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Learning by Doing and Aggregate Fluctuations

  • R Cooper
  • Alok Johri

A major unresolved issue in business cycle theory is the construction of an endogenous propagation mechanism capable of capturing the persistence displayed in the data. In this paper we explore the quantitative implications of one propagation mechanism: learning by doing. Estimation of the parameters characterizing learning by doing is based on aggregate, 2-digit and plant level observations in the US. The estimated learning by doing function is then integrated into a stochastic growth model in which fluctuations are driven by technology shocks. We conclude that learning by doing can be a powerful mechanism for generating endogenous persistence. Moreover learning by doing modifies the labor supply decision of the representative agent making it forward looking. This has a number of implications for the interpretation of labor supply shifts as “taste shocks” and the cyclical utilization of labor which we explore in the paper.

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File URL: http://socserv.socsci.mcmaster.ca/econ/rsrch/papers/archive/2000-02.pdf
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Paper provided by McMaster University in its series Department of Economics Working Papers with number 2000-02.

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Length: 47 pages
Date of creation: Feb 2000
Date of revision:
Handle: RePEc:mcm:deptwp:2000-02
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  1. Katz, Lawrence F & Meyer, Bruce D, 1990. "Unemployment Insurance, Recall Expectations, and Unemployment Outcomes," The Quarterly Journal of Economics, MIT Press, vol. 105(4), pages 973-1002, November.
  2. Lawrence J. Christiano & Martin Eichenbaum, 1990. "Current real business cycle theories and aggregate labor market fluctuations," Working Paper Series, Macroeconomic Issues 90, Federal Reserve Bank of Chicago.
  3. Lawrence J. Christiano & Martin Eichenbaum & Charles Evans, 1994. "The effects of monetary policy shocks: evidence from the Flow of Funds," Working Paper Series, Macroeconomic Issues 94-2, Federal Reserve Bank of Chicago.
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  7. King, Robert G. & Plosser, Charles I. & Rebelo, Sergio T., 1988. "Production, growth and business cycles : II. New directions," Journal of Monetary Economics, Elsevier, vol. 21(2-3), pages 309-341.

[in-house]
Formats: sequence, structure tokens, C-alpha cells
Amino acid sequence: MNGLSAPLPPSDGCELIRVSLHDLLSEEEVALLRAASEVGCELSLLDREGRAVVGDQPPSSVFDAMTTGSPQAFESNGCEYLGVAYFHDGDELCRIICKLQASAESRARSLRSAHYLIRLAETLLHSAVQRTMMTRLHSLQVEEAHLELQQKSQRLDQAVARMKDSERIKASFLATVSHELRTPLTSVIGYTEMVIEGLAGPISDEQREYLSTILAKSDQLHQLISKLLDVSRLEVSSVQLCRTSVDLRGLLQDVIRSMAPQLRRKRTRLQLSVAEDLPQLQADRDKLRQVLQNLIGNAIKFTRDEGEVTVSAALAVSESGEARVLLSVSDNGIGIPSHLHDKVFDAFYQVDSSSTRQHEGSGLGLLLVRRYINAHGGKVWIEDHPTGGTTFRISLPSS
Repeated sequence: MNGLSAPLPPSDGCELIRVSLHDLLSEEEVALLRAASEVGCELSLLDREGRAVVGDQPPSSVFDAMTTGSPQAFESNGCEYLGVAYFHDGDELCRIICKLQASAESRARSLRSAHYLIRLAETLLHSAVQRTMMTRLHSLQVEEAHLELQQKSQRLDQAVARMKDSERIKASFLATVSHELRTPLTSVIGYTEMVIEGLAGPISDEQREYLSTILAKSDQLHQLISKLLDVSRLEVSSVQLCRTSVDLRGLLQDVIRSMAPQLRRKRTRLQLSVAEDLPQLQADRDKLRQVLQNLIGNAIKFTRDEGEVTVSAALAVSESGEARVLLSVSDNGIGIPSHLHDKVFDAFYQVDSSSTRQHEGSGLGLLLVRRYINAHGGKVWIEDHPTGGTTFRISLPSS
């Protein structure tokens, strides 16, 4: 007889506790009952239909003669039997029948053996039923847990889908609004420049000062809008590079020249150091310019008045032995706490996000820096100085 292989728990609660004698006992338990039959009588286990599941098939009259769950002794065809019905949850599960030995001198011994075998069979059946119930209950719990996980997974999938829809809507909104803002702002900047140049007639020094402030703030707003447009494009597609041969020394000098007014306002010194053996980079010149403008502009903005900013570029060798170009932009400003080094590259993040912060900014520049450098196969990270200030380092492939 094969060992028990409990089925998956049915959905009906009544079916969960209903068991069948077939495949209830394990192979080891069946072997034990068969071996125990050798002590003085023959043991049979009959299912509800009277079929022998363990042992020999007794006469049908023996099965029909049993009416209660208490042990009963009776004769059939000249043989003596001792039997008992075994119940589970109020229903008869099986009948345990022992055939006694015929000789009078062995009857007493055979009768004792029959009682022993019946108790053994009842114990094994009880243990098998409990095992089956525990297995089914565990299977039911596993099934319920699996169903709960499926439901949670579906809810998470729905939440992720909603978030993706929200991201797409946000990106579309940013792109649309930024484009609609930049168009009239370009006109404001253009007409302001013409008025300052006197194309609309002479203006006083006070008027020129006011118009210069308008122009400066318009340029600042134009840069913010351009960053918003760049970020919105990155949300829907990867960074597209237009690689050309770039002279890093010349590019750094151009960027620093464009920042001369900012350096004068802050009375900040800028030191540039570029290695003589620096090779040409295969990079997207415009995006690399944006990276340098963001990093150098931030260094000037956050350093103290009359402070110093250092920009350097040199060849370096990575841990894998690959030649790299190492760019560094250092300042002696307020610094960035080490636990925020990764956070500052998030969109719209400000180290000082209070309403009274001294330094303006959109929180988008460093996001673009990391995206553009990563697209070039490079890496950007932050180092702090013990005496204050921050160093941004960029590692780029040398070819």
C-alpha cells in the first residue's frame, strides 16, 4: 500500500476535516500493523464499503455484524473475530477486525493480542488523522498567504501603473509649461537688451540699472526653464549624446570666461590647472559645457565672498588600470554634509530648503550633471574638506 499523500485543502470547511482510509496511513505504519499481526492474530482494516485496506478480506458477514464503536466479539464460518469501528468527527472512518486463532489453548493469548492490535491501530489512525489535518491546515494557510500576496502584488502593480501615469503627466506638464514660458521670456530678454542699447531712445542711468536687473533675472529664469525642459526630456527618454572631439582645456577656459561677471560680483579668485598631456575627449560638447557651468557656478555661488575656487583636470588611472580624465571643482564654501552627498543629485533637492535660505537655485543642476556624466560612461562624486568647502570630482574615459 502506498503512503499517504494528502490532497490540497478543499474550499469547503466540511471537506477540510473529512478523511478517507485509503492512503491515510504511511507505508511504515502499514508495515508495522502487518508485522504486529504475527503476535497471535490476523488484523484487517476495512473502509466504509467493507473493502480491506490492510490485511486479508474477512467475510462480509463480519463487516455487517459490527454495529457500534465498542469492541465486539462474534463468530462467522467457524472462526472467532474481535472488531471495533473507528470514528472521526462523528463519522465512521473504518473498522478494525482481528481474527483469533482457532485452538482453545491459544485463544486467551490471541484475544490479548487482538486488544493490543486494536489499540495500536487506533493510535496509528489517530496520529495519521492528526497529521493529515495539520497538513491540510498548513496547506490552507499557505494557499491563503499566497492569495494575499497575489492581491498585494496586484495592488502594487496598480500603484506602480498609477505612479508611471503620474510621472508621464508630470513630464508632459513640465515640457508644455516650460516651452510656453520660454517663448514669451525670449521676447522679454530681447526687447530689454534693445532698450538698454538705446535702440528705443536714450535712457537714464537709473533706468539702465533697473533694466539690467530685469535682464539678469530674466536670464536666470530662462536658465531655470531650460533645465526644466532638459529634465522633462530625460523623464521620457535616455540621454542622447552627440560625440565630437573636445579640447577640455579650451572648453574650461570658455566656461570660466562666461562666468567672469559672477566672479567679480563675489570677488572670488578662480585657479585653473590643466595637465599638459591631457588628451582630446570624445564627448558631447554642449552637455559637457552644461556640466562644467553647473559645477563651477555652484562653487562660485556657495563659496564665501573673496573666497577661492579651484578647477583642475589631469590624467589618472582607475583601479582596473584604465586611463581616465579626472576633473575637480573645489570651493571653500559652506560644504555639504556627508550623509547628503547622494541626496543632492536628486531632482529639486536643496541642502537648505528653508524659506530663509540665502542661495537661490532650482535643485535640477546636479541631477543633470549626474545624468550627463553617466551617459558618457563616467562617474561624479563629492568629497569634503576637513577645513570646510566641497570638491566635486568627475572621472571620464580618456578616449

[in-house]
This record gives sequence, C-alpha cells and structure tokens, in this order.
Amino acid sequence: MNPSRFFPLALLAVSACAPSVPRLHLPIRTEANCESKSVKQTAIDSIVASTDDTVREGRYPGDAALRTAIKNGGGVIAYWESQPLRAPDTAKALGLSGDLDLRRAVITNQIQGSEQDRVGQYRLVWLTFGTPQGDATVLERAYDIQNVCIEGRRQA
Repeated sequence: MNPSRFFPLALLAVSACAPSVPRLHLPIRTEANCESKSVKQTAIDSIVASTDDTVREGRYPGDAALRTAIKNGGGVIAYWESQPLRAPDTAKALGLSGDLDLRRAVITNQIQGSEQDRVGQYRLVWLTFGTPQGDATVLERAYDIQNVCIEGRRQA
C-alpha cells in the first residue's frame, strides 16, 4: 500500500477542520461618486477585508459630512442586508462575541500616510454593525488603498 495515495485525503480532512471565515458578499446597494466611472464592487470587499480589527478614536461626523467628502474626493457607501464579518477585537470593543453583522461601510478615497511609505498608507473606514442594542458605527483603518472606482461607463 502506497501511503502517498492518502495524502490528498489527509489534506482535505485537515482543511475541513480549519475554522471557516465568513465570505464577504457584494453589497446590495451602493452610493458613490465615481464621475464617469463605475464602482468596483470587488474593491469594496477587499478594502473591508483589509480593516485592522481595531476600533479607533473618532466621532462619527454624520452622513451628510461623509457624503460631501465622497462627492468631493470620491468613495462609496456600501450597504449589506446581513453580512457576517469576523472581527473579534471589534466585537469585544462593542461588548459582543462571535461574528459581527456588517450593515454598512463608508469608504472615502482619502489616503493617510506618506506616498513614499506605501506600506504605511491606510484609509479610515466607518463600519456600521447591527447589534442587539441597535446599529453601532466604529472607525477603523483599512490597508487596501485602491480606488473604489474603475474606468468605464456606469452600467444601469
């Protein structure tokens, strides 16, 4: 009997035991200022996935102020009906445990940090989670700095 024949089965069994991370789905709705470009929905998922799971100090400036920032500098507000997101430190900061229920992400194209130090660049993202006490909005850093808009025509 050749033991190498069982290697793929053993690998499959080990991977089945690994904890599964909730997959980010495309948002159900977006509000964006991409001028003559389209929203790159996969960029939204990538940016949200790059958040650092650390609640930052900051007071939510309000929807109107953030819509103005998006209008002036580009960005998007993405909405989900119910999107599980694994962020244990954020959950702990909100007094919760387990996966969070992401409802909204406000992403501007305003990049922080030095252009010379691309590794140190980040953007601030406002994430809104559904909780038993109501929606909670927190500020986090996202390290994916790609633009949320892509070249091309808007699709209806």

8. Basu, S. & Fernald, J.G., 1993. "Are Apparent Productive Spillovers a Figment of Specification Error," Papers 93-22, Michigan - Center for Research on Economic & Social Theory.
  9. Irwin, Douglas A & Klenow, Peter J, 1994. "Learning-by-Doing Spillovers in the Semiconductor Industry," Journal of Political Economy, University of Chicago Press, vol. 102(6), pages 1200-1227, December.
  10. Marianne Baxter & Robert G. King, 1991. "Productive externalities and business cycles," Discussion Paper / Institute for Empirical Macroeconomics 53, Federal Reserve Bank of Minneapolis.
  11. Hall, Robert E, 1997. "Macroeconomic Fluctuations and the Allocation of Time," Journal of Labor Economics, University of Chicago Press, vol. 15(1), pages S223-50, January.
  12. Cogley, Timothy & Nason, James M, 1995. "Output Dynamics in Real-Business-Cycle Models," American Economic Review, American Economic Association, vol. 85(3), pages 492-511, June.
  13. Cooper, Russell W. & Johri, Alok, 1997. "Dynamic complementarities: A quantitative analysis," Journal of Monetary Economics, Elsevier, vol. 40(1), pages 97-119, September.
  14. Bahk, Byong-Hong & Gort, Michael, 1993. "Decomposing Learning by Doing in New Plants," Journal of Political Economy, University of Chicago Press, vol. 101(4), pages 561-83, August.
  15. Russell Cooper & John Haltiwanger, 1993. "Evidence on Macroeconomic Complementarities," NBER Working Papers 4577, National Bureau of Economic Research, Inc.
  16. Rotemberg, Julio J & Woodford, Michael, 1996. "Real-Business-Cycle Models and the Forecastable Movements in Output, Hours, and Consumption," American Economic Review, American Economic Association, vol. 86(1), pages 71-89, March.
  17. Basu, S., 1993. "Procyclical Productivity: Overhead Inputs or Cyclical Utilization," Papers 93-25, Michigan - Center for Research on Economic & Social Theory.
  18. A. Johri & M-A. Letendre, 2001. "Labour Market Dynamics in RBC Models," Department of Economics Working Papers 2001-03, McMaster University.
  19. Craig Burnside & Martin Eichenbaum & Sergio Rebelo, 1990. "Labor Hoarding and the Business Cycle," NBER Working Papers 3556, National Bureau of Economic Research, Inc.
  20. King, Robert G. & Plosser, Charles I. & Rebelo, Sergio T., 1988. "Production, growth and business cycles : I. The basic neoclassical model," Journal of Monetary Economics, Elsevier, vol. 21(2-3), pages 195-232.
  21. Cooper, Russell & John, Andrew, 1988. "Coordinating Coordination Failures in Keynesian Models," The Quarterly Journal of Economics, MIT Press, vol. 103(3), pages 441-63, August.
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